This aspect of her story resonated strongly with me as it reminded me of my relationship with my own father, whose influence was formative and foundational to many of my life choices. How our careers start and evolve is often a combination of planning, serendipity, opportunity and happenstance. But if we dig deeper into the factors that influence our choices, we often find that our parents play a strong role. For girls, the influence of fathers may be disproportionately stronger. I studied International Relations in school because I was intrigued by my father’s fascination with history, and I think subconsciously I was hoping through my academics I would understand and connect with him better.
My dad, now retired, was a history professor. He taught at Kennesaw State University, where I did my undergraduate studies. He taught world history and political science, including many of the courses that I had to take. I was never able to take his classes (a little thing called conflict of interest) but many of my peers did, and they spoke about him and his classes with an amazement that bordered on worship. This, of course, intensified my curiosity about my Dad’s work and my eagerness to make him proud with my accomplishments and choices. In the time since college, my dad has continued to be one of my greatest champions, providing encouragement and listening to my professional frustrations while offering wise counsel. The time I decided to leave my job last year with an unknown professional future, he did not hesitate in his support of me: “You make good choices,” he said. “If you want to take a break and figure out the next thing, do. You will land in the right place.” He was right, of course.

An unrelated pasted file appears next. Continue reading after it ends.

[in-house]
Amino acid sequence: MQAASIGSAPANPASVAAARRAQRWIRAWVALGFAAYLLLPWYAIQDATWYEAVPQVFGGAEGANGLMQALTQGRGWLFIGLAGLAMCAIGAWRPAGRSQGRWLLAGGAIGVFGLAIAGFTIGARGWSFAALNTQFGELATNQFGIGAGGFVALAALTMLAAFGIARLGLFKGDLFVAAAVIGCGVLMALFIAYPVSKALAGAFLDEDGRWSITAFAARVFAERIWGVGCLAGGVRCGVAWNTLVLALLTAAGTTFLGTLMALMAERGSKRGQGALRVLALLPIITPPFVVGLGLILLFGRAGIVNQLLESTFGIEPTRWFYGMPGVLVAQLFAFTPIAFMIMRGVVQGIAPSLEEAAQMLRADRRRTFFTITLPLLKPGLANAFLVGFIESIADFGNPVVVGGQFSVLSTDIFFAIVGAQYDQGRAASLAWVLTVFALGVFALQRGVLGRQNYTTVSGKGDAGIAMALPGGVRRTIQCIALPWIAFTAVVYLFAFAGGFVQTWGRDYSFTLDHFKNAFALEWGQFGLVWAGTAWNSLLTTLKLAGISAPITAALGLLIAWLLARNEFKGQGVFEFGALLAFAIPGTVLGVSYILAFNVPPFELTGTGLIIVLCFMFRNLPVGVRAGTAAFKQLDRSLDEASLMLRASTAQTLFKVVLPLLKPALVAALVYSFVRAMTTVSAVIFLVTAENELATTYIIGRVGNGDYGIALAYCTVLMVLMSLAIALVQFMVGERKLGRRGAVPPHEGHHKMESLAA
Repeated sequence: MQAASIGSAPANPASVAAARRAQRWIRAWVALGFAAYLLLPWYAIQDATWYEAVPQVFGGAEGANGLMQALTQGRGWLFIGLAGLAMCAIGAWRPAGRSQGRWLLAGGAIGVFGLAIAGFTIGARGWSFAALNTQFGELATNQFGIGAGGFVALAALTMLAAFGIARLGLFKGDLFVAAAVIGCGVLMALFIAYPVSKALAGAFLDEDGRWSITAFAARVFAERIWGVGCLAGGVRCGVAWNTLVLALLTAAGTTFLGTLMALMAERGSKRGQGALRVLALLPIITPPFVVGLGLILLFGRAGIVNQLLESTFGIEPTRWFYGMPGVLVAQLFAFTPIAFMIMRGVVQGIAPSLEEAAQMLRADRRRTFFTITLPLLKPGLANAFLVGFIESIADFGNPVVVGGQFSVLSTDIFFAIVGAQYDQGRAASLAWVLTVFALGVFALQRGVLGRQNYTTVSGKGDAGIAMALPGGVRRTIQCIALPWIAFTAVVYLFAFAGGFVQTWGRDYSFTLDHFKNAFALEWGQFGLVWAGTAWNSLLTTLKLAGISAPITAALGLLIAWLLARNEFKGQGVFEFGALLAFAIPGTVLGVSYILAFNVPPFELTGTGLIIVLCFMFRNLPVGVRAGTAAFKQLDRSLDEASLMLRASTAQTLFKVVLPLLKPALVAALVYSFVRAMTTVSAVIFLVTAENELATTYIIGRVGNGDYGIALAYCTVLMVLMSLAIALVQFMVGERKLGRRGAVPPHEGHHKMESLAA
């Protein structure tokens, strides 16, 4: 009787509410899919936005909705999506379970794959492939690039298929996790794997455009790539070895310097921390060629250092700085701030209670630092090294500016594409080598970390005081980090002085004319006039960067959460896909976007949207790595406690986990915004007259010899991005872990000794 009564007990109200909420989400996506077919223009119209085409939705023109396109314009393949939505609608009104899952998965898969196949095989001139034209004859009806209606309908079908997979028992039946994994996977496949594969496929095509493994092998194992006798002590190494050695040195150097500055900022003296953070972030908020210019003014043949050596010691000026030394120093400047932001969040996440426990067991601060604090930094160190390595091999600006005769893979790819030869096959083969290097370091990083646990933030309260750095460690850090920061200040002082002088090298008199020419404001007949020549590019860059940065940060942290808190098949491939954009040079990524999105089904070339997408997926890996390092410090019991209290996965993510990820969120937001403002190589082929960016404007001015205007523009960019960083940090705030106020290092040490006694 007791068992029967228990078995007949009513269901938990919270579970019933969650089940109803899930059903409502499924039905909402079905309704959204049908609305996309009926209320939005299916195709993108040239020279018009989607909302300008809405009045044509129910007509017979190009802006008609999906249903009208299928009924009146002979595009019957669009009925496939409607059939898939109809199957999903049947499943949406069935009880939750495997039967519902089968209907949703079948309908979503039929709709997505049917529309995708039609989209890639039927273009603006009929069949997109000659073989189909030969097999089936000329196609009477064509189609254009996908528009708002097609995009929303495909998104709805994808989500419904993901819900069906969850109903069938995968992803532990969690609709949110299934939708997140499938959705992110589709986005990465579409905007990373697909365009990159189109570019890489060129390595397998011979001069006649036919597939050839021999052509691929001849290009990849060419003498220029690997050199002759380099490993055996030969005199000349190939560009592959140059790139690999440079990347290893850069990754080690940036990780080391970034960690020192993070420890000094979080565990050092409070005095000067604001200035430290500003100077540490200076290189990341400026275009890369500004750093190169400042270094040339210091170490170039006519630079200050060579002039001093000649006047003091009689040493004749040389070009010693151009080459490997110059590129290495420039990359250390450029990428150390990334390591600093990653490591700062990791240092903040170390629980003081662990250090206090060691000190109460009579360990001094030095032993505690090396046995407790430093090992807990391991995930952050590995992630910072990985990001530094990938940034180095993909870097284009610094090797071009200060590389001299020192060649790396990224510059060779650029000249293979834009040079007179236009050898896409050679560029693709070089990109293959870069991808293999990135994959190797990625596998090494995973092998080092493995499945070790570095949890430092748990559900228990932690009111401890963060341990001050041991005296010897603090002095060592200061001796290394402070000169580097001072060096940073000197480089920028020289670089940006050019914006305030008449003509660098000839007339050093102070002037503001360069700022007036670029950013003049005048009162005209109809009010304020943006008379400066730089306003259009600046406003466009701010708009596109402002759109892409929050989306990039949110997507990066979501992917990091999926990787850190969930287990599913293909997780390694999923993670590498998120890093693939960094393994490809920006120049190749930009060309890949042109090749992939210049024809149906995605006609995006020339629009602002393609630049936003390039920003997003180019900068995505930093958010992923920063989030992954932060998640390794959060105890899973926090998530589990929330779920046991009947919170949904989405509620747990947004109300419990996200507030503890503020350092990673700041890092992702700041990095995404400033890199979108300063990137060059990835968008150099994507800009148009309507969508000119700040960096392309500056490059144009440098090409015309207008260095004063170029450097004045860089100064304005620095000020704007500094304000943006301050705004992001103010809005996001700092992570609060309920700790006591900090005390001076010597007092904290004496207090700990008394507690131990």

Sometime ago I listened to a speech by then International Monetary Fund President, Christine Legarde, in which she said fathers are the gatekeepers of their daughter’s career choices. This is not to say, of course, that there aren’t other influences on the choices of young girls; rather, it is to highlight the special role that fathers play in those choices. I heard this important message echoed in the recent interview I had with Ms. Evelyne Ombeni, a lawyer at the International Criminal Court in the Hague, who grew up in and survived wartime Congo. “Your education is the best thing I can give you,” her father told her before he died. “Your education is my legacy to you.”
Indeed, fathers are the gatekeepers of their daughters’ career choices. It makes all the difference to me that my dad believes in me. This was a critical factor in my success. So this Father’s Day, it is my dad to whom I will make the first call. I will call him to thank him for working tirelessly to put five children through college on a university professor’s salary. I will call him because he will want to ask about my work, discuss my plans, explore my future with me, hear about his grandchildren. This Father’s Day, I salute Dr. Lovett Elango and the other dads who work actively to ensure that their daughters (and sons) succeed in this world.